Pogo – 1958 and 1963

Pogo 1963_1965
As a child, Pogo was one of those comic strips that looked really funny but was hard for me to figure out. Sort of like Funky Winkerbean. But, then again, how could an 8-year old appreciate the social and politic satire of Walt Kelly?

Kelly is an under-appreciated part of American cultural history who inspired many including Gary Trudeau of Doonesbury, Jim Henson, and Robert Crumb. The comic strip ran from 1949 until Kelly’s death in 1973. It features Pogo the Possum as the central character, the straight man, surrounded by a motley crew of colorful anthropomorphic animals each representing a recognizable aspect of the human condition. Kelly used his characters and wit to unmask the hypocrisy of political figures such as Joe McCarthy (renamed “Simple Malarkey”) and expose the dangers of the ultra-conservative John Birch Society (or “Jack Acid Society” — say it aloud a few times).

His best known line is “we have seen the enemy and he is us”. If you have never done so, read Pogo and learn more about Walt Kelly. His comics offer an entertaining walk-through of 20th century politics and social issues.

Before Olivia Newton-John told us to get physical, there was Pogo.

Before Olivia Newton-John, Pogo told us to Go Fizzickle.

So what’s the connection to Lois Nettleton? Lois has at least seven Pogo books in her collection, likely acquired during her relationship with Jean Shepherd. Now, I’m not an expert on Shepherd. For expertise, you should check out this site. But there are parallels between Kelly and Shepherd — a subversive sense of humor and a genius for story-telling. Both were truly great humorists of the 20th century.

There is also an interesting connection to the beat poets with whom Jean was friends. The back cover of one of the Pogo books makes this link.
Pogo Beat Quote<

The Beat poets picked up where Walk Kelly left off — questioning authority and eschewing conformity.

Here’s one other bit of Lois-Pogo trivia. Lois was good friends with the actress Dolores Hart, who famously dated Elvis and left Hollywood to become a nun. Lois and Mother Dolores remained friends until the end. During her starlet days, Dolores Hart owned a dog named Pogo. He is mentioned in Mother Dolores terrific new autobiography, The Ear of the Heart. Who knew?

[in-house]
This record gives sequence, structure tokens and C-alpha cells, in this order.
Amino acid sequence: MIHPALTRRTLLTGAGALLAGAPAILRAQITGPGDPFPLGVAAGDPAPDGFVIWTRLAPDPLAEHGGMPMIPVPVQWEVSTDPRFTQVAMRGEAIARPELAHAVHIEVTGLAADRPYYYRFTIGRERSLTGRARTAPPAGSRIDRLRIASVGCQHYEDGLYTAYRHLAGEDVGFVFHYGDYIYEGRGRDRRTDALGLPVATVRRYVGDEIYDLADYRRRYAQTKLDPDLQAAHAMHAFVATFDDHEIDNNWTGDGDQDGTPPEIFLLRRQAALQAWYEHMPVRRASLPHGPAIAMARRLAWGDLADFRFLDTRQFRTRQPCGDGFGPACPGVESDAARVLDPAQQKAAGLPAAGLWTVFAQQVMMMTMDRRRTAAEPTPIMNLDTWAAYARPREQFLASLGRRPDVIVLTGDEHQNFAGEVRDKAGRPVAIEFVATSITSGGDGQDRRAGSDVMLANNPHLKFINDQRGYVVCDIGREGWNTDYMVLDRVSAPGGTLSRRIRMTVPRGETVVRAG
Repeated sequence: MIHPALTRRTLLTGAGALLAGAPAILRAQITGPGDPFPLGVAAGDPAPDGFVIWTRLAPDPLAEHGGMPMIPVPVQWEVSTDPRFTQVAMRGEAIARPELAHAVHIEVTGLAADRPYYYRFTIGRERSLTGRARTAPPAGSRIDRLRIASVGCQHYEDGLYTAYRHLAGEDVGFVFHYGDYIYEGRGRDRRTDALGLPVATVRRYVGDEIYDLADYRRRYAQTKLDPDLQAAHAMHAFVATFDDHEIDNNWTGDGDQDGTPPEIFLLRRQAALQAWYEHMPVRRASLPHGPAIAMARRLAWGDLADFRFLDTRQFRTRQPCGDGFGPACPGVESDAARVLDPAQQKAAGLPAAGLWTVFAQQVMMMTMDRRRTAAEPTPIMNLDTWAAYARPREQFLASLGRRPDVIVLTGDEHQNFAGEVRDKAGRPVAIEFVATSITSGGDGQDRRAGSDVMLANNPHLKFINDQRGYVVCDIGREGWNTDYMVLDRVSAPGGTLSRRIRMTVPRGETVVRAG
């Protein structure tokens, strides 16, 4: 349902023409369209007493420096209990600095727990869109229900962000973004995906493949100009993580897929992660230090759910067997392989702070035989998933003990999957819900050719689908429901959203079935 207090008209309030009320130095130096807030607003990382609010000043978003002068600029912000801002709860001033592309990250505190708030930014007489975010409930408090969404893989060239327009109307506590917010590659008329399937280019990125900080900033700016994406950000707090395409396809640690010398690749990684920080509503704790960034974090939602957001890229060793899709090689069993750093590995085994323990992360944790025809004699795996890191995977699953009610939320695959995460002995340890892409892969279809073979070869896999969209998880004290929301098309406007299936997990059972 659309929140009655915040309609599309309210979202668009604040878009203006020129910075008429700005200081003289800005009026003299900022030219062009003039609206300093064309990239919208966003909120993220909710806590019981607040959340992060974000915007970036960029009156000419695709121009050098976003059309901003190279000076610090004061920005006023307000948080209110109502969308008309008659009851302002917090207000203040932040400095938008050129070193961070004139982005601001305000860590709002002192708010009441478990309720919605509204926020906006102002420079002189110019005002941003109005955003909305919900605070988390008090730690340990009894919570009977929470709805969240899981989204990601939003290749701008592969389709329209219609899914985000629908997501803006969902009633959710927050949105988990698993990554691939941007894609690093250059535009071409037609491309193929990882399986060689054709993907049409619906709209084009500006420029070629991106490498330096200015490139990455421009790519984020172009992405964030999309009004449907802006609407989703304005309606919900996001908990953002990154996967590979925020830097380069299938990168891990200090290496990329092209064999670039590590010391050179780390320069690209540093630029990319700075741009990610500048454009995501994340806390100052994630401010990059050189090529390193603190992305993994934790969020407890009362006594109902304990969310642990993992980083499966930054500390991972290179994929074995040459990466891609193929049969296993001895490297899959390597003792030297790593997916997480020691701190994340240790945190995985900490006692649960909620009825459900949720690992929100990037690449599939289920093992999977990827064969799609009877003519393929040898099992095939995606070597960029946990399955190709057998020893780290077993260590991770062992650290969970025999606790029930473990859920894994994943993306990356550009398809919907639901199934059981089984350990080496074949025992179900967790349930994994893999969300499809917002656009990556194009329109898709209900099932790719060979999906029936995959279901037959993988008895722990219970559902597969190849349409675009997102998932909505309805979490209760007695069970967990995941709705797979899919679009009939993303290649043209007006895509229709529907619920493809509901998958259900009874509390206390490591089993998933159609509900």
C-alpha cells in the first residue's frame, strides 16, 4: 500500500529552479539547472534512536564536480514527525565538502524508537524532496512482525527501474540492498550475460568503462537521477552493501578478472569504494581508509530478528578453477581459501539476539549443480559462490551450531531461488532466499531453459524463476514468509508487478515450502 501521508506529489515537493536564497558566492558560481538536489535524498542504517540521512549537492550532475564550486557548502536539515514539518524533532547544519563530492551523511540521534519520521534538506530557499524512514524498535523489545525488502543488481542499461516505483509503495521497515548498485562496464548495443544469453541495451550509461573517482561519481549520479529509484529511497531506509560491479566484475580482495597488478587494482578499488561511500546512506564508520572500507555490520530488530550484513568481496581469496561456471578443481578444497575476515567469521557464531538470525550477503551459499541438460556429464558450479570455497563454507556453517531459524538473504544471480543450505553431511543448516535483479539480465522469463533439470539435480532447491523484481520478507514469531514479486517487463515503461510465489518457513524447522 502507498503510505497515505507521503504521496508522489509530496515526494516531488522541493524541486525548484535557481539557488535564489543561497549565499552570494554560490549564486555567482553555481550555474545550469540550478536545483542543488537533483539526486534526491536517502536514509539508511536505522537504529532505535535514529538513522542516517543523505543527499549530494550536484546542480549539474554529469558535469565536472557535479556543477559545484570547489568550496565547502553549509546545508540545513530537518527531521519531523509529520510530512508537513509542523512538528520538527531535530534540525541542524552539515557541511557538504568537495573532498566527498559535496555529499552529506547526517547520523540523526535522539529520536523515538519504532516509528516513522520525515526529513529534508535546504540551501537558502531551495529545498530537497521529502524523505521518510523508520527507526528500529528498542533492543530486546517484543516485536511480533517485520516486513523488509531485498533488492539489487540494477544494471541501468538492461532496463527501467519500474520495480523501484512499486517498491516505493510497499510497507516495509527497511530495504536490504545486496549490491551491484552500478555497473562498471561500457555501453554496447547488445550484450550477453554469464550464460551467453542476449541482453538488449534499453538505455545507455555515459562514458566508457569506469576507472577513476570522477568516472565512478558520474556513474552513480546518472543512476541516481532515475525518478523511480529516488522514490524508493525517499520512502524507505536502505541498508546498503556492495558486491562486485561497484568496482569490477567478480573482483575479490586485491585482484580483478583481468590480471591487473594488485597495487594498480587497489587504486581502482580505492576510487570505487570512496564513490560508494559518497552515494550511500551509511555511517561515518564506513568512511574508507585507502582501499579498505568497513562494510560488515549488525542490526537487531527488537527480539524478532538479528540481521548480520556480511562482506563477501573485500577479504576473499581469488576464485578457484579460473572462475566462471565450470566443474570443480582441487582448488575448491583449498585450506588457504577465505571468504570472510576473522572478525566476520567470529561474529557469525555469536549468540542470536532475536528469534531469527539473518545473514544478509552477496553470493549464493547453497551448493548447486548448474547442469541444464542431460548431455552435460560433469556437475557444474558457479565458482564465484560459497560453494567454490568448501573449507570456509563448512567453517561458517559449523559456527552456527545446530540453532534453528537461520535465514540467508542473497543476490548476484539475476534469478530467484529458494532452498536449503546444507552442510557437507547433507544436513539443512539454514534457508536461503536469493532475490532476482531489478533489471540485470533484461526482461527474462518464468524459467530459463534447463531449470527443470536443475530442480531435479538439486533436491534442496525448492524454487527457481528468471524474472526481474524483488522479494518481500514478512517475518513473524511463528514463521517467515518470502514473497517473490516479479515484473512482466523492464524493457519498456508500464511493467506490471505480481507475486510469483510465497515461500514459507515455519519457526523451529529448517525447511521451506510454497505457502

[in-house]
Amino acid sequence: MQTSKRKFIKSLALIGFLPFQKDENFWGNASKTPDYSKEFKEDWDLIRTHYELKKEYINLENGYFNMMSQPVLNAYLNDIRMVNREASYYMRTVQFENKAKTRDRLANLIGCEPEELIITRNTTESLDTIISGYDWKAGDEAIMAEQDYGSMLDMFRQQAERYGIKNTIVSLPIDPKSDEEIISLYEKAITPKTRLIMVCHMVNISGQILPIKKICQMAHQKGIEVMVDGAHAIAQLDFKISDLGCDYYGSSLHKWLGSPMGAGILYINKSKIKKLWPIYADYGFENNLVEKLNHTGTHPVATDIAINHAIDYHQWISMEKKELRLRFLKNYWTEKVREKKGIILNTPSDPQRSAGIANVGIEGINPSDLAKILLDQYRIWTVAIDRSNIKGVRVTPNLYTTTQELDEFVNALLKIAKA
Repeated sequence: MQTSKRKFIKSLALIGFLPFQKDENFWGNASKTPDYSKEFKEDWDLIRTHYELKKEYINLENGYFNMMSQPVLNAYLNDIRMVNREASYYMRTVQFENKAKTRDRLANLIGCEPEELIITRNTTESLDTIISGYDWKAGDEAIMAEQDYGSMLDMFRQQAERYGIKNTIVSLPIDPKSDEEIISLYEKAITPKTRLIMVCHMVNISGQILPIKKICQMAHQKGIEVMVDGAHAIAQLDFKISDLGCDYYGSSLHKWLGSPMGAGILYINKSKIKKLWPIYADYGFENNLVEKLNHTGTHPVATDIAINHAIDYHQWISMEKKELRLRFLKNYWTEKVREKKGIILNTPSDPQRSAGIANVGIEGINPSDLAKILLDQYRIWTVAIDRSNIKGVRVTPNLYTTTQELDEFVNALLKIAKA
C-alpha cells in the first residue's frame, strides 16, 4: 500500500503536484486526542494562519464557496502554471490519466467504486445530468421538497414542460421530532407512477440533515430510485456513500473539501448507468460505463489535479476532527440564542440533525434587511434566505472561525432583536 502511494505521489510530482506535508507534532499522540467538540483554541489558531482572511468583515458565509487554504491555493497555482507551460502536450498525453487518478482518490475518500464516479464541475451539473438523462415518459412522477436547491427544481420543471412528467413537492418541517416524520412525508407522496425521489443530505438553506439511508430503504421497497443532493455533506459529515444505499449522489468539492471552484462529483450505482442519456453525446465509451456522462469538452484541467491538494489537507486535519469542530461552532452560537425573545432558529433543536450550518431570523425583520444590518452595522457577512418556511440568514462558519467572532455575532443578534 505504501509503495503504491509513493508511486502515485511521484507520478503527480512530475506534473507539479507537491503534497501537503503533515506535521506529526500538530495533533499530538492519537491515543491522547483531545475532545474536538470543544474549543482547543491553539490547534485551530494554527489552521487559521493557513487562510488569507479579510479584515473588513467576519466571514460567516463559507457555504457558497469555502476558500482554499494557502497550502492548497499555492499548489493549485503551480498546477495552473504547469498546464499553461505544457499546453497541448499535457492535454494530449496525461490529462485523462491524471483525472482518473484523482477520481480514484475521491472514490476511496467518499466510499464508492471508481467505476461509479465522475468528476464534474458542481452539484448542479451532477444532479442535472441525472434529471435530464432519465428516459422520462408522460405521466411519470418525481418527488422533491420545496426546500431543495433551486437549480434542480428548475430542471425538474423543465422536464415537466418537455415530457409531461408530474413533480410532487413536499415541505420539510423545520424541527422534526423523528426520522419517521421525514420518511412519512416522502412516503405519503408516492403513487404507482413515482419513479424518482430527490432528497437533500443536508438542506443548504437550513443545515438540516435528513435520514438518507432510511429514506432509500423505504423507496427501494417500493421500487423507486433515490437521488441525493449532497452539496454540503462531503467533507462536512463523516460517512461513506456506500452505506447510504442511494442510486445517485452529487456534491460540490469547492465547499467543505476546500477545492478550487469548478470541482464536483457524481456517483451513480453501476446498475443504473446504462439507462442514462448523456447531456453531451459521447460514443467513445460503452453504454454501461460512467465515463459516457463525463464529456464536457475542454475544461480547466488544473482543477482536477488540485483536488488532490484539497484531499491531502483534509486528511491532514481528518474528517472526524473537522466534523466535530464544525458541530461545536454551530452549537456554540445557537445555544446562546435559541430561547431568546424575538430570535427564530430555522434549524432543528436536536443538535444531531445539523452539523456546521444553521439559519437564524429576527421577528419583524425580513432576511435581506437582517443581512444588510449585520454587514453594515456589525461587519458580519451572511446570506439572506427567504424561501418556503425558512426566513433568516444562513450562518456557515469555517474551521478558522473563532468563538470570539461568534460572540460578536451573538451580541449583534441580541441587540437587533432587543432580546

Many thanks to Eugene B. Bergmann’s (author of the excellent Excelsior, You Fathead! The Art and Enigma of Jean Shepherd) and Jim Clavin of flicklives.com for their encouragement and kind words. Both Eugene and Jim are great resources. Check them out.

Until next time, stay cool.

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The Village Voice Reader – 1962

Village Voice Reader

This book was selected for the inaugural post because it captures the 1962 zeitgeist and a bit of family history. As shown on the cover, the Village Voice Reader prominently features Jean Shepherd of WOR radio and “Christmas Story” fame. Jean was married to my aunt — the lovely and talented actress, Lois Nettleton. She was an avid reader– the walls of her NY apartment were lined with books on art, humor, and philosophy. Her collection provides a view into the intellectual and artistic climate of the 1950s, 1960s and 1970s. These books were bequeathed to me and are the subject of the blog.

Many books in the collection, including this one, were acquired during her 1960-1967 marriage to Jean. When he first arrived in NY, Jean wrote for the Village Voice. According to wfmu.org, Jean Shepherd “evoked New York’s beat scene during the 1950s, spinning first-hand vignettes of Kerouac, Mingus, Feiffer and Ginsberg.” Quite the line-up.

This first edition is a short story compilation featuring Jean and his Greenwich Village pals. It includes “The Hip and the Square” by Norman Mailer and the intriguing "The Hip Historian Knows a Man's Pad is His Castle' by Suzanne Kiplinger.

The inside jacket provides this description:

" As most people know, Greenwich Village is that way out, Bohemian section of America located somewhere in New York City where tourists, flock to gawk, teenagers crowd for kicks, and where everyone listens to poetry. "The Village" is beats and beards, arts and jazz, intellectuals and pseudo-intellectuals, the square, the hip, and the coffee houses. It is also a splendid residential district, a slum, an idea, a spirit, a fraud."

This captures some of the magic I felt when Lois visited my family in our small NJ town when I was a child. She brought a bit of this fairy dust and excitement that I hoped would rub off on me. The book's language, design, and typography evoke warm memories of her and of the longing created in me for a life beyond suburbia.

The book also tells us something about the roots of the Village Voice:

"In 1955 two young men, once a practicing psychologist and the other a scholar in philosophy, started an unorthodox weekly in Greenwich Village. of course, their background equipped them perfectly for newspaper publishing. The Voice was originally conceived as a living, breathing attempt to demolish the notion that one needs to be a professional or accomplish something in a field as purportedly technical as journalism. We wanted to jam the gears of creeping automatism. The newspaper succeeded."

So the Village Voice was a father to the blogger, giving a platform to those outside the established media. The viewpoints expressed by the Voice rarely reflect my own, but props to the founding visionaries for understanding the human need for creative expression.

And with that I close, grateful for the opportunity to share my voice with you. Hat tip to John Bowab for making this possible. Until next time.

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